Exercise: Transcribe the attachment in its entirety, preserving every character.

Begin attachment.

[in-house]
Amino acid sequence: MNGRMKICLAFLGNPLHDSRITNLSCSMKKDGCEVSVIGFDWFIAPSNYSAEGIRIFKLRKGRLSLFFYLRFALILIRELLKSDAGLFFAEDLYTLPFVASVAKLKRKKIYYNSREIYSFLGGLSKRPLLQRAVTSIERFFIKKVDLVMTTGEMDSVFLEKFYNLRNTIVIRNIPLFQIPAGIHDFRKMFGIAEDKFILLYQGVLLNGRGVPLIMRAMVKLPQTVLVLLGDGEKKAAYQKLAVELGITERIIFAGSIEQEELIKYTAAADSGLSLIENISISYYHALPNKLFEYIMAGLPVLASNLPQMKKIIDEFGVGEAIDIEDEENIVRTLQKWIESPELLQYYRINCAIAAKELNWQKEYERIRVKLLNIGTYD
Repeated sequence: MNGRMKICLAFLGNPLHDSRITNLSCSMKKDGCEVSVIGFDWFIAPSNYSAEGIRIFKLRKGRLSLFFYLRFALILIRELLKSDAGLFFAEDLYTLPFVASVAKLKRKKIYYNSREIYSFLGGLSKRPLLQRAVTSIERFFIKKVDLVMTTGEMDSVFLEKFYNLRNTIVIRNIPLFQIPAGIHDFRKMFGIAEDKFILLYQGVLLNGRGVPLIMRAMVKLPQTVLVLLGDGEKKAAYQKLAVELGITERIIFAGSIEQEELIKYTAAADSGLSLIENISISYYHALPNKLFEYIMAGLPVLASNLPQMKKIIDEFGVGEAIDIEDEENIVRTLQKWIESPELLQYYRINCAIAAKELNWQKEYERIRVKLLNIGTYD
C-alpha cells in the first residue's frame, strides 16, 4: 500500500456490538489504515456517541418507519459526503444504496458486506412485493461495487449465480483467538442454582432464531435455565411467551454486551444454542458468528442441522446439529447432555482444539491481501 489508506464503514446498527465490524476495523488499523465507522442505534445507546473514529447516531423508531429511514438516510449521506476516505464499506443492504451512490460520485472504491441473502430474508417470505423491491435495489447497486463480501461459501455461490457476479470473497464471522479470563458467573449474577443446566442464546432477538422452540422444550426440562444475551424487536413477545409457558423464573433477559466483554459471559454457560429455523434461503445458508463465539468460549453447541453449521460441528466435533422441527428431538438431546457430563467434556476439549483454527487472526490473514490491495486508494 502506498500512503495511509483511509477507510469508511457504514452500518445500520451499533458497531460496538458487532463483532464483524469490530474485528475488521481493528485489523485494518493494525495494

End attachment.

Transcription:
[in-house]
Amino acid sequence: MNGRMKICLAFLGNPLHDSRITNLSCSMKKDGCEVSVIGFDWFIAPSNYSAEGIRIFKLRKGRLSLFFYLRFALILIRELLKSDAGLFFAEDLYTLPFVASVAKLKRKKIYYNSREIYSFLGGLSKRPLLQRAVTSIERFFIKKVDLVMTTGEMDSVFLEKFYNLRNTIVIRNIPLFQIPAGIHDFRKMFGIAEDKFILLYQGVLLNGRGVPLIMRAMVKLPQTVLVLLGDGEKKAAYQKLAVELGITERIIFAGSIEQEELIKYTAAADSGLSLIENISISYYHALPNKLFEYIMAGLPVLASNLPQMKKIIDEFGVGEAIDIEDEENIVRTLQKWIESPELLQYYRINCAIAAKELNWQKEYERIRVKLLNIGTYD
Repeated sequence: MNGRMKICLAFLGNPLHDSRITNLSCSMKKDGCEVSVIGFDWFIAPSNYSAEGIRIFKLRKGRLSLFFYLRFALILIRELLKSDAGLFFAEDLYTLPFVASVAKLKRKKIYYNSREIYSFLGGLSKRPLLQRAVTSIERFFIKKVDLVMTTGEMDSVFLEKFYNLRNTIVIRNIPLFQIPAGIHDFRKMFGIAEDKFILLYQGVLLNGRGVPLIMRAMVKLPQTVLVLLGDGEKKAAYQKLAVELGITERIIFAGSIEQEELIKYTAAADSGLSLIENISISYYHALPNKLFEYIMAGLPVLASNLPQMKKIIDEFGVGEAIDIEDEENIVRTLQKWIESPELLQYYRINCAIAAKELNWQKEYERIRVKLLNIGTYD
C-alpha cells in the first residue's frame, strides 16, 4: 500500500456490538489504515456517541418507519459526503444504496458486506412485493461495487449465480483467538442454582432464531435455565411467551454486551444454542458468528442441522446439529447432555482444539491481501 489508506464503514446498527465490524476495523488499523465507522442505534445507546473514529447516531423508531429511514438516510449521506476516505464499506443492504451512490460520485472504491441473502430474508417470505423491491435495489447497486463480501461459501455461490457476479470473497464471522479470563458467573449474577443446566442464546432477538422452540422444550426440562444475551424487536413477545409457558423464573433477559466483554459471559454457560429455523434461503445458508463465539468460549453447541453449521460441528466435533422441527428431538438431546457430563467434556476439549483454527487472526490473514490491495486508494 502506498500512503495511509483511509477507510469508511457504514452500518445500520451499533458497531460496538458487532463483532464483524469490530474485528475488521481493528485489523485494518493494525495494